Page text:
By Katie Vorderstrasse
Staff reporter

You leave behind friends, family and significant others. You begin to realize what it’s like to be independent, not having to report to your parents of what you are currently doing or planning on doing. Your freedom increases, as well as the choices and decisions that you are forced to make. One of the most challenging decisions that you are going to face is choosing the person you are going to be in a relationship with.

In high school, relationships simply indicated the person you “liked” at the time. It was who you were going to take to your school dance. This person could have also be the one to take you to the movies so you wouldn’t be the awkward third wheel. High school relationships were more of a popularity contest, a challenge to see who could date the hottest person.

We all have that person we dated throughout high school that our parents were completely against. I know I did. It was during my sophomore year, and we dated for just over nine months. We ended up breaking up during the summer before my junior year because of continuous arguments. My parents strongly disliked him from the very beginning and were relieved when we broke up.

Dating in high school was more like an experiment. It was an eye opener to discover different personalities and morals. We learned more about ourselves during these relationships and break ups. By the time we graduated, we had a better understanding of the type of person we would want to date.

When we got to college, we took our ideas about relationships to the next level. We began to look beyond the label to the person that we want to spend most of our time with. We began to realize that we will eventually have to settle down with one person and get married. We learn to look past the imperfection of the person, and learn to cherish what they were blessed with.  We do this by taking a look beyond their appearance into the inside, into their personality.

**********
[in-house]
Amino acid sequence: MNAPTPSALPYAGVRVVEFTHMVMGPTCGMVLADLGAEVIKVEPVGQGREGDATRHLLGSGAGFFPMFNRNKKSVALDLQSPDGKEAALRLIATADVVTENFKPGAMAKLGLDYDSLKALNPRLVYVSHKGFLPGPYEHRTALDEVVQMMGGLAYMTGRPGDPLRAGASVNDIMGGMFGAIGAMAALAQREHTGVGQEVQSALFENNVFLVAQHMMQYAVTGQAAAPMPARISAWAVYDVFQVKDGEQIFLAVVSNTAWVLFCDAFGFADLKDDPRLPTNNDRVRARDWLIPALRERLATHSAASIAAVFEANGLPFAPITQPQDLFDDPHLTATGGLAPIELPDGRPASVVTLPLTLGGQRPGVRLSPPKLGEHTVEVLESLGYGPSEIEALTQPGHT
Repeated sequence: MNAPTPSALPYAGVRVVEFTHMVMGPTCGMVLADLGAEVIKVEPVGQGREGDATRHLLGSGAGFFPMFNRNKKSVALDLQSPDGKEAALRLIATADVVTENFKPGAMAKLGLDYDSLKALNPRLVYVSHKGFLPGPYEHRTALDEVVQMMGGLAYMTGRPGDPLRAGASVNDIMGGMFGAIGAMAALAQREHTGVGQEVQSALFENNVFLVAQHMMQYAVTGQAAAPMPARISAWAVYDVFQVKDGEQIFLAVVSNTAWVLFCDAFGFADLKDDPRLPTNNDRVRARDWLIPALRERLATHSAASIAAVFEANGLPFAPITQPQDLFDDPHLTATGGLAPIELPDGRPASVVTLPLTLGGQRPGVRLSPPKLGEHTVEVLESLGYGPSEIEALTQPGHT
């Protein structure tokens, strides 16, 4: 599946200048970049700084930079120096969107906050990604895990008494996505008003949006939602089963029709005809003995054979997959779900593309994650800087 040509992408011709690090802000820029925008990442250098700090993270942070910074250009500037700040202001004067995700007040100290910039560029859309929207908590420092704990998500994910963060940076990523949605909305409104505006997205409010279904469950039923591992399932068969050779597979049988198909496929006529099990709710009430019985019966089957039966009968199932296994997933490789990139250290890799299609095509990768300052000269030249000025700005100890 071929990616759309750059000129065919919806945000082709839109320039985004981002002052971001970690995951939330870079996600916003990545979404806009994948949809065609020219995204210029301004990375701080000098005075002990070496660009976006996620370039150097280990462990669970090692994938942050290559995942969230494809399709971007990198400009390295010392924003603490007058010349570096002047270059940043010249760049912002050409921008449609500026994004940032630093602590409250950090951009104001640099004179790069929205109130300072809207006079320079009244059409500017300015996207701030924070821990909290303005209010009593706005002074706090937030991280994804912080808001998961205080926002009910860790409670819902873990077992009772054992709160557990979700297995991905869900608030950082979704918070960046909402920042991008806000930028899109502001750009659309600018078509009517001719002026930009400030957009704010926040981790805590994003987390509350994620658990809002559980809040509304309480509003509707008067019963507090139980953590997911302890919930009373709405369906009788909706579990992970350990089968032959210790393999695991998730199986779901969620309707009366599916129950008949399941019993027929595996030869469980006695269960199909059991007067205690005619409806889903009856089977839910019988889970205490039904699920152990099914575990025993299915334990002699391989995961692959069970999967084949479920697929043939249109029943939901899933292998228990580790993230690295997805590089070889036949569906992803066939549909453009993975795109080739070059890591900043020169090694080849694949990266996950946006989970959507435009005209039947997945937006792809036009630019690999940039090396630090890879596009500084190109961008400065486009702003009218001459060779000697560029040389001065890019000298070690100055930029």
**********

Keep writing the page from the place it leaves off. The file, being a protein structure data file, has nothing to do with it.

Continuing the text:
In a relationship you should be 100 percent positive that you want to be with a person. There is nothing more frustrating than if one is unsure of what they want. Honesty and communication are the keys to any relationship. Being able to trust your significant other creates a successful relationship. It is important to trust until there is a reason not to.

No one likes being cheated on. When I was in high school, I found out the guy I dated for nine months had cheated on me the whole time we were dating. I didn’t find this out until after we broke up. It completely broke my heart. He had no idea how much pain he caused. This made me a stronger person. If cheating on that person is your idea of fun, you shouldn’t have even been in the relationship to begin with. It’s important to stay faithful. Treat others the way you would want to be treated.

I don’t have a boyfriend, and am not worried about it. My prince in shining armor will come along. I believe at times it’s better to be single and focus more on you. That way you can do what you want to do, when you want to do it, and how you want to do it. You won’t have to worry if your lover is happy with it.

It’s important that you are 100 percent happy with yourself before making a commitment to another individual. You can’t make someone else happy if you’re not happy. Try and make the best out of every situation.

Maybe relationships aren’t your thing. They are just a waste of time. That is completely fine. We all go through those time periods. Sometimes it’s better just to date around before getting too serious.

Being friends before you become official is always a good thing. Women tend to find it easier to get along with men rather than with other females. It is important to spend time with the person before taking the friendship to the next step.

Throughout your life, your past relationships made you the person you are today. My suggestion is not rushing into anything to serious. Remember, you are only young once. Enjoy it while you can.

Katie Vorderstrasse is a freshman majoring in communications. You may e-mail her at katie.vorderstrasse@sckans.edu.